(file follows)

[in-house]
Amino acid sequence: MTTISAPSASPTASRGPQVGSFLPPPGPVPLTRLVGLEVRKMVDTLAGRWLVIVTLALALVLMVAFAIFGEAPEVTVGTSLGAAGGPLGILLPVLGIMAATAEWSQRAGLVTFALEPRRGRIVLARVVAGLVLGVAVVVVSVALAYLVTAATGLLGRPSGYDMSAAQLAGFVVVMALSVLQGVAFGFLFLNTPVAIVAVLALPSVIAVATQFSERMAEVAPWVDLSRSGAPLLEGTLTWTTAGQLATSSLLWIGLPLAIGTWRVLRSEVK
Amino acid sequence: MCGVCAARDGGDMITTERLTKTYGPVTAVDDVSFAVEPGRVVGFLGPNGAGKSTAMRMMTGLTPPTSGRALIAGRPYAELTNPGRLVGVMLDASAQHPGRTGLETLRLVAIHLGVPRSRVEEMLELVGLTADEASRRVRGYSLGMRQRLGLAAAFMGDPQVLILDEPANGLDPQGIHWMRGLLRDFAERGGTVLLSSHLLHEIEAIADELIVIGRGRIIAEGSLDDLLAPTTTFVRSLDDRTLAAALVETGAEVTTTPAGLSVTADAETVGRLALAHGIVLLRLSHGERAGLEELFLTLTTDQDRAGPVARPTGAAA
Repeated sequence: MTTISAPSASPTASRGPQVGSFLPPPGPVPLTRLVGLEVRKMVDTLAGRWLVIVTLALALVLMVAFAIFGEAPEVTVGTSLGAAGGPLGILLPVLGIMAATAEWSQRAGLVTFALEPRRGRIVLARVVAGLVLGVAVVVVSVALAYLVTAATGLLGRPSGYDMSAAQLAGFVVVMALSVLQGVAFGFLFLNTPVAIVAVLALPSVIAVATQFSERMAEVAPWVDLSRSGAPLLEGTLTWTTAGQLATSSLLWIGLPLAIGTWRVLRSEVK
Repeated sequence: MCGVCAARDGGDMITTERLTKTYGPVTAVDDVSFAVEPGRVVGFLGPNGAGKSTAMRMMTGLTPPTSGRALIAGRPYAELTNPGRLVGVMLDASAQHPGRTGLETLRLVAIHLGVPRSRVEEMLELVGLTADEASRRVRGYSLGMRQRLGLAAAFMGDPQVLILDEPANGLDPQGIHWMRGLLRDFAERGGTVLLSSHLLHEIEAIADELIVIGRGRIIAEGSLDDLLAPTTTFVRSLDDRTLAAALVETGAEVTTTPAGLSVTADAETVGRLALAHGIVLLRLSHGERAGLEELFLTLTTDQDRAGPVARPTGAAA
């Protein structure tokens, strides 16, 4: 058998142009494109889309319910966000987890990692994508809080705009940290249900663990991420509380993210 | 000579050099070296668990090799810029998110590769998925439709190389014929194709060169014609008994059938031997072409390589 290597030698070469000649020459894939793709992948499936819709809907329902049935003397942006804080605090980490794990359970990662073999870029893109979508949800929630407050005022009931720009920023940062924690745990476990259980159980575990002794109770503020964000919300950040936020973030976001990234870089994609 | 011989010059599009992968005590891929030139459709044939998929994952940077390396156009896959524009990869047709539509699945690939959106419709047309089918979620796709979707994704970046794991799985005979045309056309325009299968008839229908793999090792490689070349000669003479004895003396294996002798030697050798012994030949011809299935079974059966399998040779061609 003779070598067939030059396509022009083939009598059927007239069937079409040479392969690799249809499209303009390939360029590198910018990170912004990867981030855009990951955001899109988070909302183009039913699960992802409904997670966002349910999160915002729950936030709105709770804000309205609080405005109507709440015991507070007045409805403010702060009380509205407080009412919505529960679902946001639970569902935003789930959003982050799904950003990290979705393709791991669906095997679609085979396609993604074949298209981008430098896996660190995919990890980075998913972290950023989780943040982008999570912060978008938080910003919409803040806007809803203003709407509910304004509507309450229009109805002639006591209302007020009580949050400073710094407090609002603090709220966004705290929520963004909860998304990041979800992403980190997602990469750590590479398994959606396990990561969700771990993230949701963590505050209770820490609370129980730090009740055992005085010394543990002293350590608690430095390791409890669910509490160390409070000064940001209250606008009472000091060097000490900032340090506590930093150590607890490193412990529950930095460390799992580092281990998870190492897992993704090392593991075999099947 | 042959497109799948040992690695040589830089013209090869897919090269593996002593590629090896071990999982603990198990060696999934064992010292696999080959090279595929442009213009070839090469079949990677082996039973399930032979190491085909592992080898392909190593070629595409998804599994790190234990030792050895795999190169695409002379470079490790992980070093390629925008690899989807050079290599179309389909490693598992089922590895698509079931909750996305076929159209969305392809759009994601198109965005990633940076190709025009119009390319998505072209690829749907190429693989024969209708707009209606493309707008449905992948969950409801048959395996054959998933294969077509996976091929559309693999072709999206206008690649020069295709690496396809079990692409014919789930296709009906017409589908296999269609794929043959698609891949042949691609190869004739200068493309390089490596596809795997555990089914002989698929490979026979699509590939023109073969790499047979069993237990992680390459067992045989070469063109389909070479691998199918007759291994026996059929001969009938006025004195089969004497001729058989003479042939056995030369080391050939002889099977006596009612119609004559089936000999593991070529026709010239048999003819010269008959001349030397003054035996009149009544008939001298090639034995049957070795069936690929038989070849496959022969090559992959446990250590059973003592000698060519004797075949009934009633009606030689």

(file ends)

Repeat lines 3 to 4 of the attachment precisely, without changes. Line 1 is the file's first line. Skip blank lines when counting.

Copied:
Amino acid sequence: MCGVCAARDGGDMITTERLTKTYGPVTAVDDVSFAVEPGRVVGFLGPNGAGKSTAMRMMTGLTPPTSGRALIAGRPYAELTNPGRLVGVMLDASAQHPGRTGLETLRLVAIHLGVPRSRVEEMLELVGLTADEASRRVRGYSLGMRQRLGLAAAFMGDPQVLILDEPANGLDPQGIHWMRGLLRDFAERGGTVLLSSHLLHEIEAIADELIVIGRGRIIAEGSLDDLLAPTTTFVRSLDDRTLAAALVETGAEVTTTPAGLSVTADAETVGRLALAHGIVLLRLSHGERAGLEELFLTLTTDQDRAGPVARPTGAAA
Repeated sequence: MTTISAPSASPTASRGPQVGSFLPPPGPVPLTRLVGLEVRKMVDTLAGRWLVIVTLALALVLMVAFAIFGEAPEVTVGTSLGAAGGPLGILLPVLGIMAATAEWSQRAGLVTFALEPRRGRIVLARVVAGLVLGVAVVVVSVALAYLVTAATGLLGRPSGYDMSAAQLAGFVVVMALSVLQGVAFGFLFLNTPVAIVAVLALPSVIAVATQFSERMAEVAPWVDLSRSGAPLLEGTLTWTTAGQLATSSLLWIGLPLAIGTWRVLRSEVK